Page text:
Stockbyte/Thinktsock(MELBOURNE, Australia) — For years, dieters have been warned that if they attempt to lose weight as rapidly as possible, they run the risk of putting the pounds back on just as quickly. The recommended method then is gradual weight loss…or is it?
Researchers at the University of Melbourne say it’s all a myth, claiming they’ve proved it in an experiment involving 200 obese people. Half of the test subjects went on a 36-week weight-loss program, consuming 500 fewer calories daily than their regular diet. The other half went on a 12-week diet in which they could only eat 450-800 calories daily.
Not surprisingly, 81 percent of those on the rapid-loss weight plan lost 12.5 percent of their total body fat while 50 percent of the participants on the gradual plan shed the same amount.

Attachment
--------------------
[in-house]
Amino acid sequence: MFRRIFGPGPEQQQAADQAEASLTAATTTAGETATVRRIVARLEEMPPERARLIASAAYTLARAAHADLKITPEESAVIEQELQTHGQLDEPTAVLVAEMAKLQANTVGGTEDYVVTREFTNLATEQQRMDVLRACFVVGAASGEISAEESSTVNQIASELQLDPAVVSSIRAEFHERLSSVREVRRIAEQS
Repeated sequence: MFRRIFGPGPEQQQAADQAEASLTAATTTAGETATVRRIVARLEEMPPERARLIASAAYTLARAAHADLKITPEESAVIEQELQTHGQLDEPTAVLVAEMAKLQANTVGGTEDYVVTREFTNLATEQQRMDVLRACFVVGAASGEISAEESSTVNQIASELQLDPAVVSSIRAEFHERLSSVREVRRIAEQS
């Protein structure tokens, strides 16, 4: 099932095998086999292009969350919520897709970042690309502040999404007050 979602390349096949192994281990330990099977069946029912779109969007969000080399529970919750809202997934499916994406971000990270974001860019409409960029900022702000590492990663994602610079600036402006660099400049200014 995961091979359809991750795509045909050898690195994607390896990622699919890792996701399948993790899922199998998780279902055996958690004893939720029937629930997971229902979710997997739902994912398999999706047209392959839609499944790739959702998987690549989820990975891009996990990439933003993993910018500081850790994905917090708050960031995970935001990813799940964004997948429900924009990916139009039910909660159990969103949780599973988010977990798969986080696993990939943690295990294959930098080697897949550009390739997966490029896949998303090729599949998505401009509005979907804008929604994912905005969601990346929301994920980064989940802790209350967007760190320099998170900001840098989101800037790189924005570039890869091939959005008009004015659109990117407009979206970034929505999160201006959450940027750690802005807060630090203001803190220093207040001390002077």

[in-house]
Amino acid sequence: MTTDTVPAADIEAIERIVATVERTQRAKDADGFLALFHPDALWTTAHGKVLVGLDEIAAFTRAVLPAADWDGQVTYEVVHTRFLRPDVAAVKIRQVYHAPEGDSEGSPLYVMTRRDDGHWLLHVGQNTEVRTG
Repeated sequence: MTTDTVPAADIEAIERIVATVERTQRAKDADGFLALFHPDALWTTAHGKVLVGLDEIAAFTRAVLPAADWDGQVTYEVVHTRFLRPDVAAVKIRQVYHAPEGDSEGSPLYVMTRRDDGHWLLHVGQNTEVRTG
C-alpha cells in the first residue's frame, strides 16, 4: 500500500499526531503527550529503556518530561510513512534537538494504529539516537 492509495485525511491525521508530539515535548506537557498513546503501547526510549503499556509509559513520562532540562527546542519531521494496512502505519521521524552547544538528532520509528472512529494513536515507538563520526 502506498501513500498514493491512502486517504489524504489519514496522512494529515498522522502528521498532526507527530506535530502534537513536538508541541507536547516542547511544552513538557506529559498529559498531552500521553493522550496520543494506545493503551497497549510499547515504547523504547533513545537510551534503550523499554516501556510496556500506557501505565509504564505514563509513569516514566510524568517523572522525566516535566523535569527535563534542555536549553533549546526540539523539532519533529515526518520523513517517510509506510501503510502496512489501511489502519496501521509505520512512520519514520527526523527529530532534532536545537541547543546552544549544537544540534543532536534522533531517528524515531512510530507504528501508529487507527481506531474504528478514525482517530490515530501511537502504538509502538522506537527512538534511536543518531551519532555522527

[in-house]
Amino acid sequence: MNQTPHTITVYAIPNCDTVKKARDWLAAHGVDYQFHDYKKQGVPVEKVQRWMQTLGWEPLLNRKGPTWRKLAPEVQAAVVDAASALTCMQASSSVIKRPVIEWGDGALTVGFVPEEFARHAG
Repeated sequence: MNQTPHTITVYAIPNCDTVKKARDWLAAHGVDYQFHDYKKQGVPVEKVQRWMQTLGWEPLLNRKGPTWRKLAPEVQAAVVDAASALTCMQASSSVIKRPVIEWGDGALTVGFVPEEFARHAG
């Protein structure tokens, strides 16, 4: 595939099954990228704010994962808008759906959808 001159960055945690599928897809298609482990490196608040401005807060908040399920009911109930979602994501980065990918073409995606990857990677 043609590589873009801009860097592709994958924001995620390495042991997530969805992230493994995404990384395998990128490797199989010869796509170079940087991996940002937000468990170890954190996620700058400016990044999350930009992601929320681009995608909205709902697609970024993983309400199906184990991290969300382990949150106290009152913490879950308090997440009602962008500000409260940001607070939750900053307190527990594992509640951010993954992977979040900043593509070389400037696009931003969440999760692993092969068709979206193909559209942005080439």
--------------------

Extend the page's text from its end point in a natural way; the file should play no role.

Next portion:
Afterwards, everyone was put on a three-year weight-maintenance diet. By the end, participants in both groups each regained 71 percent of the body fat they lost.
In an accompanying commentary, the authors wrote, “For weight loss, a slow and steady approach does not win the race, and the myth that rapid weight loss is associated with rapid weight regain is no more true than Aesop’s fable.”
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